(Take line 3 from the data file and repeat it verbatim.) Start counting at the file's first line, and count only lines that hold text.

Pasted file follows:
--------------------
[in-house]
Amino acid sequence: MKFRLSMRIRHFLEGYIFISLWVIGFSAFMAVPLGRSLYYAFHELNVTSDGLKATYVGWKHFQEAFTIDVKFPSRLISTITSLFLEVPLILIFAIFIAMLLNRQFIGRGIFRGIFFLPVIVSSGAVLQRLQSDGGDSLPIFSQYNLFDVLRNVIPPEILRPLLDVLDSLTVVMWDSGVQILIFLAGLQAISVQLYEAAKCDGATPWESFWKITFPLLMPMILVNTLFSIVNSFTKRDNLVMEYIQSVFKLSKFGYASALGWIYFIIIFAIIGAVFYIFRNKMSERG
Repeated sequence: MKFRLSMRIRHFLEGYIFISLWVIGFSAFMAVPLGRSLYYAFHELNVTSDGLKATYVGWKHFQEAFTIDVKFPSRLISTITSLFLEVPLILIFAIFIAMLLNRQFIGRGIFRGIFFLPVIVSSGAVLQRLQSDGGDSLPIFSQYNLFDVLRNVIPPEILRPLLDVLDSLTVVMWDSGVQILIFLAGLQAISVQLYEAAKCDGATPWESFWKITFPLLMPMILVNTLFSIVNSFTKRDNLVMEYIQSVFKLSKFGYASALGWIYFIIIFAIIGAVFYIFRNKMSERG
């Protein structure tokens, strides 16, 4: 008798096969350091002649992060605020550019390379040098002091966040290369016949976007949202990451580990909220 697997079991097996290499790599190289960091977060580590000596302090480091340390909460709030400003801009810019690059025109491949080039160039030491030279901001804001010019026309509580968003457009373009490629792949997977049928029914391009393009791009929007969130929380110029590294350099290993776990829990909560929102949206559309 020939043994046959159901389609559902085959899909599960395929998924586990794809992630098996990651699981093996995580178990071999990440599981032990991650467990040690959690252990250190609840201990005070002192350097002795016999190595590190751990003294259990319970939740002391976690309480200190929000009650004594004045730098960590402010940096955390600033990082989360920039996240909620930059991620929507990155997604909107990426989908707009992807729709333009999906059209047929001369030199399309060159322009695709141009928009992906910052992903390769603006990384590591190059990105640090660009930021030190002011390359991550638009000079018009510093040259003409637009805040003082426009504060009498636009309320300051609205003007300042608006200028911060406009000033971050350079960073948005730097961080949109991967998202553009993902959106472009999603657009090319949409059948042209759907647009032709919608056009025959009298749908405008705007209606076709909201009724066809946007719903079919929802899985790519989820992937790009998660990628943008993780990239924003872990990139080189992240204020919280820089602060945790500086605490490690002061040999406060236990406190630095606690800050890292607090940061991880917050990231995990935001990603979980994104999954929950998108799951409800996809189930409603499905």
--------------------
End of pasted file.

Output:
Repeated sequence: MKFRLSMRIRHFLEGYIFISLWVIGFSAFMAVPLGRSLYYAFHELNVTSDGLKATYVGWKHFQEAFTIDVKFPSRLISTITSLFLEVPLILIFAIFIAMLLNRQFIGRGIFRGIFFLPVIVSSGAVLQRLQSDGGDSLPIFSQYNLFDVLRNVIPPEILRPLLDVLDSLTVVMWDSGVQILIFLAGLQAISVQLYEAAKCDGATPWESFWKITFPLLMPMILVNTLFSIVNSFTKRDNLVMEYIQSVFKLSKFGYASALGWIYFIIIFAIIGAVFYIFRNKMSERG